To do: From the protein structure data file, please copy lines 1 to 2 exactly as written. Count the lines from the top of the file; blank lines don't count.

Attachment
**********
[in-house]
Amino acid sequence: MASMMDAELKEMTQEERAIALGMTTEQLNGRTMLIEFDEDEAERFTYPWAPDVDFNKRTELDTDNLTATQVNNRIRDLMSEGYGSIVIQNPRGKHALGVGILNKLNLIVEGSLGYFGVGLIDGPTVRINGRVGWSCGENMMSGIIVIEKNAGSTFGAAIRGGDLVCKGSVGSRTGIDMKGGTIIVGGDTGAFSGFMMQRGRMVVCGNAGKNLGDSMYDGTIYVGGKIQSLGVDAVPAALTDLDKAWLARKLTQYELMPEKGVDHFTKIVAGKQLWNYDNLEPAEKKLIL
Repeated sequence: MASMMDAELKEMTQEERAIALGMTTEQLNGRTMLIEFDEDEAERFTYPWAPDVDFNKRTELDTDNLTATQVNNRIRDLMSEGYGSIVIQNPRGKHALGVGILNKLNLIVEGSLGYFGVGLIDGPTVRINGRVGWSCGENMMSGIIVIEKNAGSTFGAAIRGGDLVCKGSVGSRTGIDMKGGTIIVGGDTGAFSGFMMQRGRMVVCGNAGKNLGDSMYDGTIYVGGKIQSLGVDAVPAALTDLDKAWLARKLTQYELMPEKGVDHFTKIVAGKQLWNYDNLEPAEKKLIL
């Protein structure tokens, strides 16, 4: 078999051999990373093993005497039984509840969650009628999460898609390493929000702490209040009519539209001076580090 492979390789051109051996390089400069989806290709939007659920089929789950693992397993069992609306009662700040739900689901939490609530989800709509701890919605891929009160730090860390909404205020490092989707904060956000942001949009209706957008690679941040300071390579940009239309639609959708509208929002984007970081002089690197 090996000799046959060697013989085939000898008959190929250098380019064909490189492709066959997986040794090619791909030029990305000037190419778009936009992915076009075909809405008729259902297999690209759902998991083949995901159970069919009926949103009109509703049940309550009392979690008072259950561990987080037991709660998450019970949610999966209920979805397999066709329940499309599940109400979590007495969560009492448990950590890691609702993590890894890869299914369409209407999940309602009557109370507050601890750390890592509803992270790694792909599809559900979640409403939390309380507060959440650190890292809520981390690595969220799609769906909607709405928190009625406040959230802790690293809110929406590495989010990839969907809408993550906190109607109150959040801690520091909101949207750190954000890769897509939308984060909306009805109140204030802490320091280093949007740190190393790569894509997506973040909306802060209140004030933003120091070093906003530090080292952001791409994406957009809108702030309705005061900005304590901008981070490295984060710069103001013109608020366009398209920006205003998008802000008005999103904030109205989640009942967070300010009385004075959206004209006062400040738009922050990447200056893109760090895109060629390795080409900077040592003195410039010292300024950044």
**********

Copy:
[in-house]
Amino acid sequence: MASMMDAELKEMTQEERAIALGMTTEQLNGRTMLIEFDEDEAERFTYPWAPDVDFNKRTELDTDNLTATQVNNRIRDLMSEGYGSIVIQNPRGKHALGVGILNKLNLIVEGSLGYFGVGLIDGPTVRINGRVGWSCGENMMSGIIVIEKNAGSTFGAAIRGGDLVCKGSVGSRTGIDMKGGTIIVGGDTGAFSGFMMQRGRMVVCGNAGKNLGDSMYDGTIYVGGKIQSLGVDAVPAALTDLDKAWLARKLTQYELMPEKGVDHFTKIVAGKQLWNYDNLEPAEKKLIL